Body of Lies (2008)

An underrated spy thriller, Body of Lies may at times be a little hard to follow, but it’s easily one of the best movies about post-9/11 espionage and al-Qaeda.  Leonardo DiCaprio is field agent Roger Ferris who jumps between the U.S., Iraq and Jordan trying to ensnare a terrorist leader named Al-Saleem. Russell Crowe plays his boss who routinely messes up Ferris’s field operations by running his own operations without informing his subordinate. British actor Mark Strong is the head of Jordan’s intelligence group, G.I.D., in a great performance that highlights the complexities of spycraft in the Middle East. It’s a dense, but smart plot that shows the complex nature of society and culture in Arab countries.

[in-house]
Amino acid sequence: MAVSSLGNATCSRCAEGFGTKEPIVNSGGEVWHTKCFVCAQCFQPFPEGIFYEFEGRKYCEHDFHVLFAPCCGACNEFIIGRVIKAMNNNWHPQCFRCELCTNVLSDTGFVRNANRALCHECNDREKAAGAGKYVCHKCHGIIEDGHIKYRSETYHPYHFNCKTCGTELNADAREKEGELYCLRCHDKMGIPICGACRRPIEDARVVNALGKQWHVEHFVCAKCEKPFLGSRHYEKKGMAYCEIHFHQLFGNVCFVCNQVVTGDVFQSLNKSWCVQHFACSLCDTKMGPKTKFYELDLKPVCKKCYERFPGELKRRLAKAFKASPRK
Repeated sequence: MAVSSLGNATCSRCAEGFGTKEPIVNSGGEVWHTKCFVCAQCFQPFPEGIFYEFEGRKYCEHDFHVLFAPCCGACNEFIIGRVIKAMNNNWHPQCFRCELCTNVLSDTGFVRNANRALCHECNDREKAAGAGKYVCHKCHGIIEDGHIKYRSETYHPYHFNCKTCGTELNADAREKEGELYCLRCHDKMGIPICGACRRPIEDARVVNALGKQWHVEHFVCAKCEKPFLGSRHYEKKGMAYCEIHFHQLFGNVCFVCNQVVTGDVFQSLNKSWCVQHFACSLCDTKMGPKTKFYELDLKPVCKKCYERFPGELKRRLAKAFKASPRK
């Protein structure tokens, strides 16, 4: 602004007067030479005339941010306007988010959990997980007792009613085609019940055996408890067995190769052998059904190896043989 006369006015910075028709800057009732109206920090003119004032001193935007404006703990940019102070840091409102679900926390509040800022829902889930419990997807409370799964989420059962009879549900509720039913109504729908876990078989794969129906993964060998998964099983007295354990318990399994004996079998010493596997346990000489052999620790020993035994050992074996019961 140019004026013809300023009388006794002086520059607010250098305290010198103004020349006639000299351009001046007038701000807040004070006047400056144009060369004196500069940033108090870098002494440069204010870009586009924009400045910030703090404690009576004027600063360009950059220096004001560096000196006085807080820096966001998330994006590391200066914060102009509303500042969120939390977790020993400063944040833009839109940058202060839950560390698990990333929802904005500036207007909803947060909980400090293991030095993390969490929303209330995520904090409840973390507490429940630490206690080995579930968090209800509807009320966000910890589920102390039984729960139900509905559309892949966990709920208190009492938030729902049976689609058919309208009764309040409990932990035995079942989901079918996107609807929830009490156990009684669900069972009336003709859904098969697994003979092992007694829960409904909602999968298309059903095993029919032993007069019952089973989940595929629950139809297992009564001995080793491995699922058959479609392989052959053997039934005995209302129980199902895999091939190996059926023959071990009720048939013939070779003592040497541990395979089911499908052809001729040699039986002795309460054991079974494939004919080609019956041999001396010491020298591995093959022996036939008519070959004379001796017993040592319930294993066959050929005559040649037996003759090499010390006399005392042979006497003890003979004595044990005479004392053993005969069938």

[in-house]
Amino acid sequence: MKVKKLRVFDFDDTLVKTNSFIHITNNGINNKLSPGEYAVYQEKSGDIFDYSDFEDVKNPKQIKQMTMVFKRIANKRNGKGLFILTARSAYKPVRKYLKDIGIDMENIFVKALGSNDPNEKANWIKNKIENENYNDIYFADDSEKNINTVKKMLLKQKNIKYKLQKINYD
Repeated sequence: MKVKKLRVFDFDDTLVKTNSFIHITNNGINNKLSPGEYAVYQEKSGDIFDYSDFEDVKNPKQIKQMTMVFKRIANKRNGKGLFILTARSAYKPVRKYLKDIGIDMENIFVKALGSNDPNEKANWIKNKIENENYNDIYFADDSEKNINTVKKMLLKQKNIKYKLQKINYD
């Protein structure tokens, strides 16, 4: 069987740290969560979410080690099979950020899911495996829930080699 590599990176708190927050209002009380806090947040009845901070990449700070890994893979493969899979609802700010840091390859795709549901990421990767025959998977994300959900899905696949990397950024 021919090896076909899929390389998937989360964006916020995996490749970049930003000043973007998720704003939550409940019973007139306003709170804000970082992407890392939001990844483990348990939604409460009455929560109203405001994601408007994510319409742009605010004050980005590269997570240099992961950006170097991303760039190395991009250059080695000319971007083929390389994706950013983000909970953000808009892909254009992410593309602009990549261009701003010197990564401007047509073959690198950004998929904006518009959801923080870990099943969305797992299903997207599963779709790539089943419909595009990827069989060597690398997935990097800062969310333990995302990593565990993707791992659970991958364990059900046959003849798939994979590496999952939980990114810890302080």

Goldfinger (1964)

Goldfinger introduced the concept of the Bond car, equipped with all sorts of weapons and gadgetry.

Critics and the cast may like From Russia with Love the most out of the early Bonds, Goldfinger is, however, the quintessential 007 movie. Hardly a realistic spy film, this Connery flick laid out the formula: it had the quirky gadgets, the pre-credit action sequence, the song played over the opening credits, uniformed henchmen, and so much more that all subsequent Bonds would borrow from.

North by Northwest (1959)

Before Bond hit the big screen, Hitchcock rolled out this impressive Cold War spy thriller. In probably the worst case of mistaken identity, Cary Grant’s Roger Thornhill is mistaken for a government agent by a group of foreign spies. It’s got some amazing scenes: Thornhill running through an open field as a plane tries to run him down,  a chase across Mount Rushmore, and an iconic dramatic score to underpin it all. Eva Marie Saint is also excellent as the semi-femme fatale.